The keys are velocity sensitive, which can be annoying if you don’t know how hard to press. This also means that there are more options and opportunities in the long run, because you can tweak velocity, so some notes come out louder than other.
Weighted keys seem to be the thing many beginners spend a lot of time thinking about. Listen, if you never played piano, you will never notice. And if you did and think it’s worth paying more to get weighted keys, go for it.
I don’t think it’s a big deal overall, most MIDIs are made to make beats, not play in an orchestra.
Next neat feature, the drum pads.
You have probably seen them on DJ mixers/controllers. They are not at all necessary, but it’s a cool feature. I like how Ramzoid uses them when remixing songs.
You can easily just use the piano roll to add kicks, snares, hi-hats and whatsoever but using drum pads adds so-called human touch to all this.
With Alesis, you get 8 drum pads, which are both pressure and velocity sensitive. This is basically what adds the human touch. The velocity will be similar, but with a little variability. This usually makes tracks sound better.
The pads are also backlit, which just makes it a lot cooler, especially when you show the controller to your friends.
You have to use a plugin or manually assign each pad a sound, they don’t just magically know what you want them to be, but that’s incredibly simple to do, so don’t worry!
Lastly, we get 4 knobs, 4 buttons, and 2 wheels. They don’t do anything by themselves, you have to assign each one of them a certain task to do. As I said before, the only limit is your imagination.
You can “attach” them to literally any knob of any plugin – reverb, delay, compression, EQ, you name it. Once you are a little more comfortable with your DAW, you will find all these things extremely helpful.
To start, you connect it to a USB-port, find it in the MIDI section of your DAW, and that’s it, you are good to go.
* More About Alesis V49.
Let’s keep going.
2) Akai Professional MPK Mini MKII (25 keys)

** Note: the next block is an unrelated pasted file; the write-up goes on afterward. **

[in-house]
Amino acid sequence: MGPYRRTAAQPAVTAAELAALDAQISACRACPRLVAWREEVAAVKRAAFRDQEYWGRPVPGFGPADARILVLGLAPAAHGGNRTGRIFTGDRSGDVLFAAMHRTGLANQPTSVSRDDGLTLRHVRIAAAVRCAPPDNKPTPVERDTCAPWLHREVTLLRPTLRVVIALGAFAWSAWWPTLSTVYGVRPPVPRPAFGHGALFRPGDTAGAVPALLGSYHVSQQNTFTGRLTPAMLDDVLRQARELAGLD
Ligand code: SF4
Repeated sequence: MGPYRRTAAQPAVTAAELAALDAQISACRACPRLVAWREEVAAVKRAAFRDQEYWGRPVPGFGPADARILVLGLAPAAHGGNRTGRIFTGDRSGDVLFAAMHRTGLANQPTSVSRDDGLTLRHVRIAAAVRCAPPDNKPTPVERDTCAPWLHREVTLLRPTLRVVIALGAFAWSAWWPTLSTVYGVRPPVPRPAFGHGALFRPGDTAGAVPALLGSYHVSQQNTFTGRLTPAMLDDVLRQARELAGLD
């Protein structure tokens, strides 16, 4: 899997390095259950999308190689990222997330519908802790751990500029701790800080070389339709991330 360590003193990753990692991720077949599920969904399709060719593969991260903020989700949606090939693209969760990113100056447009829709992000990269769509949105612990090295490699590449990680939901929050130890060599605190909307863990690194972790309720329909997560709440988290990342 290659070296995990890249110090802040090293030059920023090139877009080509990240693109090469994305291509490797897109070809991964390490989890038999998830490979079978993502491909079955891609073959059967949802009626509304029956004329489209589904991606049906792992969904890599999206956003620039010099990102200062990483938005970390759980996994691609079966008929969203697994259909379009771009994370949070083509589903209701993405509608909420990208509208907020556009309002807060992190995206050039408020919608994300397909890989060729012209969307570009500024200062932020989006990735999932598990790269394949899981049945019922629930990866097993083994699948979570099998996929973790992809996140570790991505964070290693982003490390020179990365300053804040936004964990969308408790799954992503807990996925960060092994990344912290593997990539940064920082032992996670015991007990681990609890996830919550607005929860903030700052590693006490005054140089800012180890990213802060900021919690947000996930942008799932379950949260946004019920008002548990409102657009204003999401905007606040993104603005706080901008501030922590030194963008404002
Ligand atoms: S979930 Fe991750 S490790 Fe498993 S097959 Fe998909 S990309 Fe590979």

I don’t know why, but so many of my friends own this particular MIDI keyboard. It’s funny, but you can almost call it a “budget music studio” standard.
I can see where they are coming from. Akai has been around since 1929, and they’ve made MIDIs since the early 80’s. The quality is outstanding as well, especially if you consider that you are buying a controller on the cheaper end of the price range.
Let’s see why it’s such a catch for so many beatmakers around the world.
Firstly, it’s very compact. This is one of the reasons. Being just a foot long and under 2 lbs, you can take it wherever you want. And it fits even the small desks. If you have a studio in your bedroom, and the space is very limited, Akai is the way to go.
For a comparison, my Alesis is 3 times longer. And besides the number of keys, it has everything you need. Moreover, maybe you don’t even need more than 25 keys at a times, because most people don’t.
When making your melody, you want it to stay in one octave, maybe two. Therefore, it makes sense to just have 25 keys.
It has 8 velocity-sensitive drum pads and 8 knobs, which can be assigned to any plugin. The pads also have 2 banks and a switch button to go back and forth.
It doesn’t have any buttons, but you have twice as many knobs as Alesis. Moreover, in my opinion, knobs have a lot more potential in them as well.
You can also buy a case for it, which can be quite handy if traveling.
Just a tiny note, it has mini-keys as opposed to full-sized keys. This can be a deal breaker for some.
Definitely one of the best ones on the market.